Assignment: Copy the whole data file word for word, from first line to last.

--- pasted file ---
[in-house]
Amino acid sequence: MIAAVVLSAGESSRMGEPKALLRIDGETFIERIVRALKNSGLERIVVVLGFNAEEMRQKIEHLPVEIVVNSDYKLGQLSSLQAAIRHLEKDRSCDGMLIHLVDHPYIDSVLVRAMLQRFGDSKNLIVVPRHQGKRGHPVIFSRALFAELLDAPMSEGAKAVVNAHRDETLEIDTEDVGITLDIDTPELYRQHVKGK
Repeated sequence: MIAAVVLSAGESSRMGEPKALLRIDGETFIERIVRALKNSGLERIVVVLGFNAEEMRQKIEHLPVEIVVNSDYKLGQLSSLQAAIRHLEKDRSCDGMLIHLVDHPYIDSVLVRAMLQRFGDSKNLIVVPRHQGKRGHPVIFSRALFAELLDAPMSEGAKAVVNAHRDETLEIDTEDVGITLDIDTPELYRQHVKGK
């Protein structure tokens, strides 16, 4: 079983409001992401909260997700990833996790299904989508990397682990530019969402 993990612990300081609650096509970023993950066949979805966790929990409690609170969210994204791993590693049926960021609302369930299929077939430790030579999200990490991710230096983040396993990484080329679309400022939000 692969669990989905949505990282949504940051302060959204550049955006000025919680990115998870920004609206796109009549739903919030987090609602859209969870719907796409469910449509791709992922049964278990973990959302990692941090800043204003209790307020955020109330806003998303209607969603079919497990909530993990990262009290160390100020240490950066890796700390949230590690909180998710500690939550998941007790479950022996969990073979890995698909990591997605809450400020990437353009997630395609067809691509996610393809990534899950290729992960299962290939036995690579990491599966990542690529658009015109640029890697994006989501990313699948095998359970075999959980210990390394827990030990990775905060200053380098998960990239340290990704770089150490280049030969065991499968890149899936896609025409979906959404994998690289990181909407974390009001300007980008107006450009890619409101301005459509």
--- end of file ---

[in-house]
Amino acid sequence: MIAAVVLSAGESSRMGEPKALLRIDGETFIERIVRALKNSGLERIVVVLGFNAEEMRQKIEHLPVEIVVNSDYKLGQLSSLQAAIRHLEKDRSCDGMLIHLVDHPYIDSVLVRAMLQRFGDSKNLIVVPRHQGKRGHPVIFSRALFAELLDAPMSEGAKAVVNAHRDETLEIDTEDVGITLDIDTPELYRQHVKGK
Repeated sequence: MIAAVVLSAGESSRMGEPKALLRIDGETFIERIVRALKNSGLERIVVVLGFNAEEMRQKIEHLPVEIVVNSDYKLGQLSSLQAAIRHLEKDRSCDGMLIHLVDHPYIDSVLVRAMLQRFGDSKNLIVVPRHQGKRGHPVIFSRALFAELLDAPMSEGAKAVVNAHRDETLEIDTEDVGITLDIDTPELYRQHVKGK
């Protein structure tokens, strides 16, 4: 079983409001992401909260997700990833996790299904989508990397682990530019969402 993990612990300081609650096509970023993950066949979805966790929990409690609170969210994204791993590693049926960021609302369930299929077939430790030579999200990490991710230096983040396993990484080329679309400022939000 692969669990989905949505990282949504940051302060959204550049955006000025919680990115998870920004609206796109009549739903919030987090609602859209969870719907796409469910449509791709992922049964278990973990959302990692941090800043204003209790307020955020109330806003998303209607969603079919497990909530993990990262009290160390100020240490950066890796700390949230590690909180998710500690939550998941007790479950022996969990073979890995698909990591997605809450400020990437353009997630395609067809691509996610393809990534899950290729992960299962290939036995690579990491599966990542690529658009015109640029890697994006989501990313699948095998359970075999959980210990390394827990030990990775905060200053380098998960990239340290990704770089150490280049030969065991499968890149899936896609025409979906959404994998690289990181909407974390009001300007980008107006450009890619409101301005459509």